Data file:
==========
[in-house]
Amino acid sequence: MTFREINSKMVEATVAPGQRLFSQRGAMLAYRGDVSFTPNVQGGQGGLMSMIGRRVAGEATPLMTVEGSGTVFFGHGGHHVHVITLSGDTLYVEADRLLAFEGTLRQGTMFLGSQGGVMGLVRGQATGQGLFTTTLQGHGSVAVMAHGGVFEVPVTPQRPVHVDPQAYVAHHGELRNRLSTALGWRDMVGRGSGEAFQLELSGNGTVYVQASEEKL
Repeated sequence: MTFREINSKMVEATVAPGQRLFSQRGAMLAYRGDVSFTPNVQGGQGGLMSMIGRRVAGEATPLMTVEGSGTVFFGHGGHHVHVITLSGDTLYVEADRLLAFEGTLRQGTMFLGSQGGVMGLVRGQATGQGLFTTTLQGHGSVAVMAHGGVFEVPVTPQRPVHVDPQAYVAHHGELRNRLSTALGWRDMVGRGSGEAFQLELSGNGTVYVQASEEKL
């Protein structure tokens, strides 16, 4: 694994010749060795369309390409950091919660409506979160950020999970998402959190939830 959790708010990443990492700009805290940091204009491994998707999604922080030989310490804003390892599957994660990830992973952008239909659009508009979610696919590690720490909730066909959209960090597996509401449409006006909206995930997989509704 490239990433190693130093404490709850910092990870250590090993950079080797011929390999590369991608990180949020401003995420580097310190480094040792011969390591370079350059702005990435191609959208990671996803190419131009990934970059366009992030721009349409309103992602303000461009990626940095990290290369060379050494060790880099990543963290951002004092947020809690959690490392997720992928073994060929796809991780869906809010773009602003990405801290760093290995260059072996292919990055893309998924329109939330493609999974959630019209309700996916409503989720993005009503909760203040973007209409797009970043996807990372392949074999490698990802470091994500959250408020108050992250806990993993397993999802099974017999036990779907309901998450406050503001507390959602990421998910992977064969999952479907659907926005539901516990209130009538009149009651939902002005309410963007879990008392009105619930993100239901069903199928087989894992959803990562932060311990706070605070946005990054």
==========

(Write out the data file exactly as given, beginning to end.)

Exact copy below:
[in-house]
Amino acid sequence: MTFREINSKMVEATVAPGQRLFSQRGAMLAYRGDVSFTPNVQGGQGGLMSMIGRRVAGEATPLMTVEGSGTVFFGHGGHHVHVITLSGDTLYVEADRLLAFEGTLRQGTMFLGSQGGVMGLVRGQATGQGLFTTTLQGHGSVAVMAHGGVFEVPVTPQRPVHVDPQAYVAHHGELRNRLSTALGWRDMVGRGSGEAFQLELSGNGTVYVQASEEKL
Repeated sequence: MTFREINSKMVEATVAPGQRLFSQRGAMLAYRGDVSFTPNVQGGQGGLMSMIGRRVAGEATPLMTVEGSGTVFFGHGGHHVHVITLSGDTLYVEADRLLAFEGTLRQGTMFLGSQGGVMGLVRGQATGQGLFTTTLQGHGSVAVMAHGGVFEVPVTPQRPVHVDPQAYVAHHGELRNRLSTALGWRDMVGRGSGEAFQLELSGNGTVYVQASEEKL
């Protein structure tokens, strides 16, 4: 694994010749060795369309390409950091919660409506979160950020999970998402959190939830 959790708010990443990492700009805290940091204009491994998707999604922080030989310490804003390892599957994660990830992973952008239909659009508009979610696919590690720490909730066909959209960090597996509401449409006006909206995930997989509704 490239990433190693130093404490709850910092990870250590090993950079080797011929390999590369991608990180949020401003995420580097310190480094040792011969390591370079350059702005990435191609959208990671996803190419131009990934970059366009992030721009349409309103992602303000461009990626940095990290290369060379050494060790880099990543963290951002004092947020809690959690490392997720992928073994060929796809991780869906809010773009602003990405801290760093290995260059072996292919990055893309998924329109939330493609999974959630019209309700996916409503989720993005009503909760203040973007209409797009970043996807990372392949074999490698990802470091994500959250408020108050992250806990993993397993999802099974017999036990779907309901998450406050503001507390959602990421998910992977064969999952479907659907926005539901516990209130009538009149009651939902002005309410963007879990008392009105619930993100239901069903199928087989894992959803990562932060311990706070605070946005990054």